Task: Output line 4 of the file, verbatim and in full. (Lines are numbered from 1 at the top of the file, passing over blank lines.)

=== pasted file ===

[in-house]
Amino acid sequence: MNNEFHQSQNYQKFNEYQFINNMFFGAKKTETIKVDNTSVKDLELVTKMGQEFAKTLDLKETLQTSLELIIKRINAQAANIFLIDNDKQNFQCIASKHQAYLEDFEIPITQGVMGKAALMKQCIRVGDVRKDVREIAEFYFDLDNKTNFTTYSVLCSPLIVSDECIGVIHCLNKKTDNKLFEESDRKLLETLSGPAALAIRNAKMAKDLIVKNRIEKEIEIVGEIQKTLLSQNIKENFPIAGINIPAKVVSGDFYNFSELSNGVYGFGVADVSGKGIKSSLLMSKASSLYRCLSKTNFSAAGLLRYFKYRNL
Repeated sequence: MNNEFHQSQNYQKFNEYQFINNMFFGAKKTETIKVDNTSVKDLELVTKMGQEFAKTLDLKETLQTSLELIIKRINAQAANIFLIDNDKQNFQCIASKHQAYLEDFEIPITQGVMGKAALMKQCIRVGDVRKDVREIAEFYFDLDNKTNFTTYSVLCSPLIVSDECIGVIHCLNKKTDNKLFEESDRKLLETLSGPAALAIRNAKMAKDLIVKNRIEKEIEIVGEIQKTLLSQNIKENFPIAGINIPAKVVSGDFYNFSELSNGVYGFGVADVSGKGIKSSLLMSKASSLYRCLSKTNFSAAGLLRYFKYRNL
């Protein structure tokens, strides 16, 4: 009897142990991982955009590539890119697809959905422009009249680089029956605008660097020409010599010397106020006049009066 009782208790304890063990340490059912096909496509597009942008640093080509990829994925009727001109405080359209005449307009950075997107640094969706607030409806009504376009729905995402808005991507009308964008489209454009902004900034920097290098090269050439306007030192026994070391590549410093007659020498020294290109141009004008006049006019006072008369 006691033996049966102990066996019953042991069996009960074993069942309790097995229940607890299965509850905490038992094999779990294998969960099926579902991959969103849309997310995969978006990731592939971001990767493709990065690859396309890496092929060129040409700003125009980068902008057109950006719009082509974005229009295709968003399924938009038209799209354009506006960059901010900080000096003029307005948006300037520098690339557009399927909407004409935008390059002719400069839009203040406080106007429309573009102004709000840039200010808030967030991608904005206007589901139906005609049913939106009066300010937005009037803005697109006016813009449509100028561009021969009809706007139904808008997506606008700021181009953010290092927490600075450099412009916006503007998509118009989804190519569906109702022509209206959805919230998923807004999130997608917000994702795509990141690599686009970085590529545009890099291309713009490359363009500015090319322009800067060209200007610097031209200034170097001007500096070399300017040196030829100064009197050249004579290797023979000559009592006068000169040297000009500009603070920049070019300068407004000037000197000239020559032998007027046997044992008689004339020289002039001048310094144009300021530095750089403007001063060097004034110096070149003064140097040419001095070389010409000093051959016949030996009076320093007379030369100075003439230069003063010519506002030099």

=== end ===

């Protein structure tokens, strides 16, 4: 009897142990991982955009590539890119697809959905422009009249680089029956605008660097020409010599010397106020006049009066 009782208790304890063990340490059912096909496509597009942008640093080509990829994925009727001109405080359209005449307009950075997107640094969706607030409806009504376009729905995402808005991507009308964008489209454009902004900034920097290098090269050439306007030192026994070391590549410093007659020498020294290109141009004008006049006019006072008369 006691033996049966102990066996019953042991069996009960074993069942309790097995229940607890299965509850905490038992094999779990294998969960099926579902991959969103849309997310995969978006990731592939971001990767493709990065690859396309890496092929060129040409700003125009980068902008057109950006719009082509974005229009295709968003399924938009038209799209354009506006960059901010900080000096003029307005948006300037520098690339557009399927909407004409935008390059002719400069839009203040406080106007429309573009102004709000840039200010808030967030991608904005206007589901139906005609049913939106009066300010937005009037803005697109006016813009449509100028561009021969009809706007139904808008997506606008700021181009953010290092927490600075450099412009916006503007998509118009989804190519569906109702022509209206959805919230998923807004999130997608917000994702795509990141690599686009970085590529545009890099291309713009490359363009500015090319322009800067060209200007610097031209200034170097001007500096070399300017040196030829100064009197050249004579290797023979000559009592006068000169040297000009500009603070920049070019300068407004000037000197000239020559032998007027046997044992008689004339020289002039001048310094144009300021530095750089403007001063060097004034110096070149003064140097040419001095070389010409000093051959016949030996009076320093007379030369100075003439230069003063010519506002030099």